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Chapter_8_Lecture_Notes-inflation

# Chapter_8_Lecture_Notes-inflation - Chapter 8 LECTURE NOTES...

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Chapter 8 - LECTURE NOTES I. Introduction: This chapter provides an introductory look at trends of real GDP growth and the macroeconomic problems of the business cycle, unemployment and inflation. II. Economic Growth-how to increase the economy’s productive capacity over time. A. Two definitions of economics growth are given. 1. The increase in real GDP, which occurs over a period of time. 2. The increase in real GDP per capita, which occurs over time. This definition is superior if comparison of living standards is desired. For example, China’s GDP is \$744 billion compared to Denmark’s \$155 billion, but per capita GDP’s are \$620 and \$29,890 respectively. B. Growth is an important economic goal because it means more material abundance and ability to meet the economizing problem. Growth lessens the burden of scarcity. C. The arithmetic of growth is impressive. Using the “rule of 70,” a growth rate of 2 percent annually would take 35 years for GDP to double, but a growth rate of 4 percent annually would only take about 18 years for GDP to double. (The “rule of 70” uses the absolute value of a rate of change, divides it into 70, and the result is the number of years it takes the underlying quantity to double.) D. Main sources of growth are increasing inputs or increasing productivity of existing inputs. 1. About one-third of U.S. growth comes from more inputs. 2. About two-thirds comes from increased productivity. E. Growth Record of the United States (Table 8-1) is impressive. 1. Real GDP has increased more than sixfold since 1940, and real per capita GDP has risen almost fourfold. (See columns 2 and 4, Table 8-1) 2. Rate of growth record shows that real GDP has grown 3.1 percent per year since 1950 and real GDP per capita has grown about 2 percent per year. But the arithmetic needs to be qualified. a. Growth doesn’t measure quality improvements. b. Growth doesn’t measure increased leisure time. c. Growth doesn’t take into account adverse effects on environment or human security. d. International comparisons are useful in evaluating U.S. performance. For example, Japan grew more than twice as fast as U.S. until the 1990s when the U.S. far surpassed Japan. (see Global Perspective 8-1). III. Overview of the Business Cycle A. Historical record: 1. The United States’ impressive long-run economic growth has been interrupted by periods of instability. 2. Uneven growth has been the pattern, with inflation often accompanying rapid growth, and declines in employment and output during periods of recession and depression (see Figure 8-1 and Table 8-2).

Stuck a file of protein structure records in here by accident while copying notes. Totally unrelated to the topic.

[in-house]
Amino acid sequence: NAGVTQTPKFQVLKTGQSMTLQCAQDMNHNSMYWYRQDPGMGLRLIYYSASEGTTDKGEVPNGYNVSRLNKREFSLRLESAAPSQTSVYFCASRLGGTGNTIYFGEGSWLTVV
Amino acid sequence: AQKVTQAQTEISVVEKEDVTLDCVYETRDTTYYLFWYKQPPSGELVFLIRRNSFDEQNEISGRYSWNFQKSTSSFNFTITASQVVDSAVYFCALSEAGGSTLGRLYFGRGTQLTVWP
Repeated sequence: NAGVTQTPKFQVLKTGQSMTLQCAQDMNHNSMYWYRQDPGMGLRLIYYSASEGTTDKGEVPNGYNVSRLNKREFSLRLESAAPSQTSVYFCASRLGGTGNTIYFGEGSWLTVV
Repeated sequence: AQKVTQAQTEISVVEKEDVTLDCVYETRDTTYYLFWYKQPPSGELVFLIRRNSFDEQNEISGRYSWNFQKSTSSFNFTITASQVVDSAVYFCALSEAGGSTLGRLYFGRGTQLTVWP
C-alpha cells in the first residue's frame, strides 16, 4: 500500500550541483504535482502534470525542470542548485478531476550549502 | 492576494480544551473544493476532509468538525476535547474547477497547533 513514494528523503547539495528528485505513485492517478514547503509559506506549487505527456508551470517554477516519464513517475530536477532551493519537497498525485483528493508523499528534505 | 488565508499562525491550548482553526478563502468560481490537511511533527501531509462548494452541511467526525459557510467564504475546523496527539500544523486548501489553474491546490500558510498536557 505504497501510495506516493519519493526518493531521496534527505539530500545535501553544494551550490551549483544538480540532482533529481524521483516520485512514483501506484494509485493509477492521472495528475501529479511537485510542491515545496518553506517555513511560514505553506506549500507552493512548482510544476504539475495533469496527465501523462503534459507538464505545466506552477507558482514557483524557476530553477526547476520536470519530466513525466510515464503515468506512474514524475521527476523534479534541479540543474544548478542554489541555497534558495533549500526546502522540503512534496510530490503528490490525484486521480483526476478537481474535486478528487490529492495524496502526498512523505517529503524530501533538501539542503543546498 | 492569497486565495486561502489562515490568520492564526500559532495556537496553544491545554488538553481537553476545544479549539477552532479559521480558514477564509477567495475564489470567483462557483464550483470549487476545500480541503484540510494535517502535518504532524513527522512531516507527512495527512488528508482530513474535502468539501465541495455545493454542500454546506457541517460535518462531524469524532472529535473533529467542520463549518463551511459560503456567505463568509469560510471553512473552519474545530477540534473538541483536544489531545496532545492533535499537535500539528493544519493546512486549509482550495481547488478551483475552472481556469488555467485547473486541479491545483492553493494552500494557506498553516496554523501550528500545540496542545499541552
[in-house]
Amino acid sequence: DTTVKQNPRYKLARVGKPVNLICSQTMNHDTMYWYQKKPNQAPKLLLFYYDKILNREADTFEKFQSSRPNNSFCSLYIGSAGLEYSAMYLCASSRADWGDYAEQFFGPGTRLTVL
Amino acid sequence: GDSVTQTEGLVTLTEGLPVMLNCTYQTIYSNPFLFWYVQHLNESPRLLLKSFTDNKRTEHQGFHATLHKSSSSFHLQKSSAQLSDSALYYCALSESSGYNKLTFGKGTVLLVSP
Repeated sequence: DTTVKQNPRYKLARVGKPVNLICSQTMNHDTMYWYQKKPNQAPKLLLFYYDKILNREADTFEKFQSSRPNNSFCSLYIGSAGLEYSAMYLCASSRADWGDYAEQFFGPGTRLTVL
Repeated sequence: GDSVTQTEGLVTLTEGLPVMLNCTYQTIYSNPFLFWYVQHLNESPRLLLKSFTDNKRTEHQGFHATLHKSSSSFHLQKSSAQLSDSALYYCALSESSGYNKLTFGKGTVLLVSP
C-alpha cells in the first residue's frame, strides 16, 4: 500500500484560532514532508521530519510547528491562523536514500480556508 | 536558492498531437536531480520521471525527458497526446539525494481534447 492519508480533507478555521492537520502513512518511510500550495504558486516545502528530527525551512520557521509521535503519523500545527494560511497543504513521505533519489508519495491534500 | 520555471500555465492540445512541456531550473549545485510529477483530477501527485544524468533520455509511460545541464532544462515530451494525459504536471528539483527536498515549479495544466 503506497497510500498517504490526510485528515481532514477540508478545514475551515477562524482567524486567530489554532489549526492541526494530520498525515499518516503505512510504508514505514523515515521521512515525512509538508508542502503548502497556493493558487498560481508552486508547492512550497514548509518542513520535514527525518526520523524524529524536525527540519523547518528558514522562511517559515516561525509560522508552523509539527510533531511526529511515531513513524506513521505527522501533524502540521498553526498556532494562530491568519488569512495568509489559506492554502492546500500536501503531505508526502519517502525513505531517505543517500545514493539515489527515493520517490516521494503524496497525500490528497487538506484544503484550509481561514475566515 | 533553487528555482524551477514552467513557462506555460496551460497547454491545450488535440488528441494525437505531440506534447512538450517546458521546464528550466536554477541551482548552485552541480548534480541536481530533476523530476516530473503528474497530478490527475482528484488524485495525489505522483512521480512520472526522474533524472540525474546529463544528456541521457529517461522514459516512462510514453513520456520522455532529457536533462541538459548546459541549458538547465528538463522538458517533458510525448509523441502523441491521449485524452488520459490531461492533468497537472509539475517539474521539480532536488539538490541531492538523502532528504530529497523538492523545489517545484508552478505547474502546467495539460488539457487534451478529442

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B. Four phases of the business cycle are identified over a several-year period. (See Figure 8-1) 1. A peak is when business activity reaches a temporary maximum with full employment and near-capacity output.
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Chapter_8_Lecture_Notes-inflation - Chapter 8 LECTURE NOTES...

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